Performance of an Automated Versus a Manual Whole-Body Magnetic Resonance Imaging Workflow

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The aim of this study was to evaluate the performance of an automated workflow for whole-body magnetic resonance imaging (WB-MRI), which reduces user interaction compared with the manual WB-MRI workflow.

Materials and Methods

This prospective study was approved by the local ethics committee. Twenty patients underwent WB-MRI for myopathy evaluation on a 3 T MRI scanner. Ten patients (7 women; age, 52 ± 13 years; body weight, 69.9 ± 13.3 kg; height, 173 ± 9.3 cm; body mass index, 23.2 ± 3.0) were examined with a prototypical automated WB-MRI workflow, which automatically segments the whole body, and 10 patients (6 women; age, 35.9 ± 12.4 years; body weight, 72 ± 21 kg; height, 169.2 ± 10.4 cm; body mass index, 24.9 ± 5.6) with a manual scan. Overall image quality (IQ; 5-point scale: 5, excellent; 1, poor) and coverage of the study volume were assessed by 2 readers for each sequence (coronal T2-weighted turbo inversion recovery magnitude [TIRM] and axial contrast-enhanced T1-weighted [ce-T1w] gradient dual-echo sequence). Interreader agreement was evaluated with intraclass correlation coefficients. Examination time, number of user interactions, and MR technicians' acceptance rating (1, highest; 10, lowest) was compared between both groups.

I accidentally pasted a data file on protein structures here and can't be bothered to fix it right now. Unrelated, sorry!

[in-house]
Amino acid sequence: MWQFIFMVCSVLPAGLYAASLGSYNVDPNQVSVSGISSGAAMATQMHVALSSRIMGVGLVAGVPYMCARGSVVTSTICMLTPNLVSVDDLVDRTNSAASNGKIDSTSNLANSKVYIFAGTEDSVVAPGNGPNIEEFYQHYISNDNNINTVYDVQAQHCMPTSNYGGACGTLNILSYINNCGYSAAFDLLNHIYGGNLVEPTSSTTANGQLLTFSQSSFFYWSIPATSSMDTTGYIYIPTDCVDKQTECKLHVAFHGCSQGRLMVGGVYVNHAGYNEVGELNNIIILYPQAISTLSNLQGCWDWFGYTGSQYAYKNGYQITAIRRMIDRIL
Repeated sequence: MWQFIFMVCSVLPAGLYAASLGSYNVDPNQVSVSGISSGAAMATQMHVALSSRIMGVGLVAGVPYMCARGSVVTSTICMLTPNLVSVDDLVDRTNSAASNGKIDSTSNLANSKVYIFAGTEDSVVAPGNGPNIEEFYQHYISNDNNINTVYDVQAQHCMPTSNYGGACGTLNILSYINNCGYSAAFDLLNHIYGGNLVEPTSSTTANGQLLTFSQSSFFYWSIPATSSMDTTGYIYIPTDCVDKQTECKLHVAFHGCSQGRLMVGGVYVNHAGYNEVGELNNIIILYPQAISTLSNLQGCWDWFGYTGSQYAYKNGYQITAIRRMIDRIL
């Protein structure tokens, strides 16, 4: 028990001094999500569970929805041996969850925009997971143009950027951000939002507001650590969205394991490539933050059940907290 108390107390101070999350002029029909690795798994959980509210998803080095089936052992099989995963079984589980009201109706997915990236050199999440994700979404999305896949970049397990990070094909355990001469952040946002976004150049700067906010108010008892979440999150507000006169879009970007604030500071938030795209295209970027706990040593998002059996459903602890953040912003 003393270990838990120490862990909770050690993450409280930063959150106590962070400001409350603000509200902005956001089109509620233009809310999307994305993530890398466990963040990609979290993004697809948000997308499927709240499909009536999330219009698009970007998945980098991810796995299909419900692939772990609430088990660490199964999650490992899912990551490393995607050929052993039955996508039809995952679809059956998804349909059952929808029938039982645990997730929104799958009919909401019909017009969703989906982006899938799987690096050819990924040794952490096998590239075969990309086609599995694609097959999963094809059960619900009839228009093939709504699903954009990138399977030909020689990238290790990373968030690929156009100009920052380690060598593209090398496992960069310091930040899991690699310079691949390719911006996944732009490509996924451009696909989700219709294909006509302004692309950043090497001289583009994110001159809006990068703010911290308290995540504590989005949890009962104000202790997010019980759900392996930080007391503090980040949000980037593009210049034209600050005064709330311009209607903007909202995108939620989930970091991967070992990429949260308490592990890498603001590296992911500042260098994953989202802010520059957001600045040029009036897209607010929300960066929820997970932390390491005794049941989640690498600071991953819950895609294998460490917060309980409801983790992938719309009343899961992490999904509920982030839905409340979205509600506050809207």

Total examination time was significantly shorter for automated WB-MRI workflow versus manual WB-MRI workflow (30.0 ± 4.2 vs 41.5 ± 3.4 minutes, P < 0.0001) with significantly shorter planning time (2.5 ± 0.8 vs 14.0 ± 7.0 minutes, P < 0.0001). Planning took 8% of the total examination time with automated versus 34% with manual WB-MRI workflow (P < 0.0001). The number of user interactions with automated WB-MRI workflow was significantly lower compared with manual WB-MRI workflow (10.2 ± 4.4 vs 48.2 ± 17.2, P < 0.0001). Planning efforts were rated significantly lower by the MR technicians for the automated WB-MRI workflow than for the manual WB-MRI workflow (2.20 ± 0.92 vs 4.80 ± 2.39, respectively; P = 0.005). Overall IQ was similar between automated and manual WB-MRI workflow (TIRM: 4.00 ± 0.94 vs 3.45 ± 1.19, P = 0.264; ce-T1w: 4.20 ± 0.88 vs 4.55 ± .55, P = 0.423). Interreader agreement for overall IQ was excellent for TIRM and ce-T1w with an intraclass correlation coefficient of 0.95 (95% confidence interval, 0.86–0.98) and 0.88 (95% confidence interval, 0.70–0.95). Incomplete coverage of the thoracic compartment in the ce-T1w sequence occurred more often in the automated WB-MRI workflow (P = 0.008) for reader 2. No other significant differences in the study volume coverage were found.


In conclusion, the automated WB-MRI scanner workflow showed a significant reduction of the examination time and the user interaction compared with the manual WB-MRI workflow. Image quality and the coverage of the study volume were comparable in both groups.

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